U.S. DEPARTMENT OF THE INTERIOR
BUREAU OF LAND MANAGEMENT NEWS RELEASE
Lewistown Field Office
|Release Date: 09/04/12|
BLM Sponsors Popular Homestead Exhibit During Chokecherry Festival
LEWISTOWN, Mont. – Come see the temporary exhibit commemorating the 150th Anniversary of the Homestead Act of 1862 hosted by the Bureau of Land Management on Saturday, September 8, at Chokecherry Lane during Chokecherry Festival. During 2012, join the citizens of the United States in commemorating the 150th Anniversary of President Abraham Lincoln signing this Act by visiting this engaging traveling exhibit.
Locations for this exhibit, called “FREE LAND was the Cry!,” were carefully chosen based on the area’s connection to homesteading. Thirty states homesteaded, including Montana, and the exhibit will be on display across Montana through September and October. It will be returning to Lewistown October 9-13 when it will be displayed upstairs in the Lewistown Library, and then October 22-26 in the Fergus County Courthouse.
This exhibit, featuring panels highlighting the impact of the Homestead Act on America, was put together by Homestead National Monument of America, a National Park Service site located in Southeast Nebraska. This colorful and compelling exhibit is touring sites throughout the country in 2012.
The Homestead Act of 1862 was one of the most significant and enduring events in the westward expansion of the United States. Signed into law by Abraham Lincoln in 1862 after the secession of southern states, this Act turned over vast amounts of the public domain to private citizens. By granting 160 acres of free land to claimants, it allowed nearly any man or woman a chance to live the American Dream. About 270 million acres, or 10 percent of the area of the United States, was claimed and settled under this Act.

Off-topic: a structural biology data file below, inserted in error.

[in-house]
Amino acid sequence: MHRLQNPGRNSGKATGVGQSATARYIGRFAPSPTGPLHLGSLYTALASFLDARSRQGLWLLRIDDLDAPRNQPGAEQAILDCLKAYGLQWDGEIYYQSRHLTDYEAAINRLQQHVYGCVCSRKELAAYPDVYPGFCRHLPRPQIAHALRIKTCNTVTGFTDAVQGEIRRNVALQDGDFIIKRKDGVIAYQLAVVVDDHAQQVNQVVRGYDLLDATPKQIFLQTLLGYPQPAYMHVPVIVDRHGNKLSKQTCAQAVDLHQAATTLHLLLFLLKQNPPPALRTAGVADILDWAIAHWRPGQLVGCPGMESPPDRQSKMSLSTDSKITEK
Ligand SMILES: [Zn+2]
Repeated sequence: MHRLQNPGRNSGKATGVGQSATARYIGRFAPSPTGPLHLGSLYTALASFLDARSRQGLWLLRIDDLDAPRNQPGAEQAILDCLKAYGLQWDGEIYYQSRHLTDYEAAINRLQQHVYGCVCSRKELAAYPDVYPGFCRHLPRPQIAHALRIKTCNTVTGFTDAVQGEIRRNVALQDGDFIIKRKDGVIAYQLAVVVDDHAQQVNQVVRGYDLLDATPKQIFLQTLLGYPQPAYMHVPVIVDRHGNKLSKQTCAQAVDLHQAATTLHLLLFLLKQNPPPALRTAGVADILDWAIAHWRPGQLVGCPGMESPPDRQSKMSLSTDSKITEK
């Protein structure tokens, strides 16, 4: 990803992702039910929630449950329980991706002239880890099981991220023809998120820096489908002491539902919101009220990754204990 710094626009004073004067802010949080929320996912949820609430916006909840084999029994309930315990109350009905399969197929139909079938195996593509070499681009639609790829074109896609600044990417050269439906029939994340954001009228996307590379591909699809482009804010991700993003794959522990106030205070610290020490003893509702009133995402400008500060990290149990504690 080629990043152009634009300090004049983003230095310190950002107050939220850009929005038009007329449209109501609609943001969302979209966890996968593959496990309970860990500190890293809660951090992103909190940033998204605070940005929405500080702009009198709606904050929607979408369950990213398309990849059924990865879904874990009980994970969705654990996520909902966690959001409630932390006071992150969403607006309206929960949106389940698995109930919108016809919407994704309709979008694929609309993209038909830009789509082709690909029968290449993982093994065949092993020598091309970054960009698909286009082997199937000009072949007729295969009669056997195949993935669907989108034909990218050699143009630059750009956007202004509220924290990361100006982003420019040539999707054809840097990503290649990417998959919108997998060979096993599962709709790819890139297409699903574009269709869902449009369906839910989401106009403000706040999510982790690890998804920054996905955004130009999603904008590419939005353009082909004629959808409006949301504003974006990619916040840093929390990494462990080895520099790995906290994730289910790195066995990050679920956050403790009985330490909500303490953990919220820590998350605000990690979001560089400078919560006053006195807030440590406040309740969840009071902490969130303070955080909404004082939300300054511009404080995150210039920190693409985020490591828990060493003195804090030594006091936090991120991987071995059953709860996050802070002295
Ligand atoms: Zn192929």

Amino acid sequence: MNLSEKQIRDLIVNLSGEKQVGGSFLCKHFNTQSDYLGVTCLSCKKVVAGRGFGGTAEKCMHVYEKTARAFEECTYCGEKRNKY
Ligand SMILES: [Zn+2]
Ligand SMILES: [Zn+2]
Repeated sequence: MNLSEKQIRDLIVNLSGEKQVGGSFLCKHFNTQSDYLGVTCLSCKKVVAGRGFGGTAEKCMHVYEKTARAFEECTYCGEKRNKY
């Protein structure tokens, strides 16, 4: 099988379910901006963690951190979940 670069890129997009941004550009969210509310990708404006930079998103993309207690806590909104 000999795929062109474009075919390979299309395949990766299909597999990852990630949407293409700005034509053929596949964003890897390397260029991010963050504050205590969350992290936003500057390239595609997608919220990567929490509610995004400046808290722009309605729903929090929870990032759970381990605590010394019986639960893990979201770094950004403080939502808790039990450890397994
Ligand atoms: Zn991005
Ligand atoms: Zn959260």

Four million people from five different continents filed claims, with 1.6 million receiving land under the Homestead Act of 1862. An estimated 93 million people are descendants of homesteaders. The entire social and economic framework of the United States was affected by the Homestead Act. This great transformation led to profound and lasting changes to the land, American Indians, immigration and migration patterns, industry and agriculture.
The Homestead Act remained in effect until it was repealed in 1976, with provisions for homesteading in Alaska until 1986. Alaska was one of the last places in the country where homesteading remained a viable option into the latter part of the 1900s.
Homestead National Monument of America is a unit of the National Park Service located four miles west of Beatrice, Nebraska. For additional information, please call 402-223-3514 or visit www.nps.gov/home. For more information about the exhibit’s schedule in Montana, please contact Zane Fulbright at the Bureau of Land Management at 406-538-1900.
Traveling Homestead Exhibit Schedule
The BLM manages more than 245 million acres of public land, the most of any Federal agency. This land, known as the National System of Public Lands, is primarily located in 12 Western states, including Alaska. The BLM also administers 700 million acres of sub-surface mineral estate throughout the nation. In Fiscal Year (FY) 2011, recreational and other activities on BLM-managed land contributed more than $130 billion to the U.S. economy and supported more than 600,000 American jobs. The Bureau is also one of a handful of agencies that collects more revenue than it spends. In FY 2012, nearly $5.7 billion will be generated on lands managed by the BLM, which operates on a $1.1 billion budget. The BLM's multiple-use mission is to sustain the health and productivity of the public lands for the use and enjoyment of present and future generations. The Bureau accomplishes this by managing such activities as outdoor recreation, livestock grazing, mineral development, and energy production, and by conserving natural, historical, cultural, and other resources on public lands.
Lewistown Field Office 920 NE Main Lewistown, MT 59457
|Last updated: 09-04-2012|
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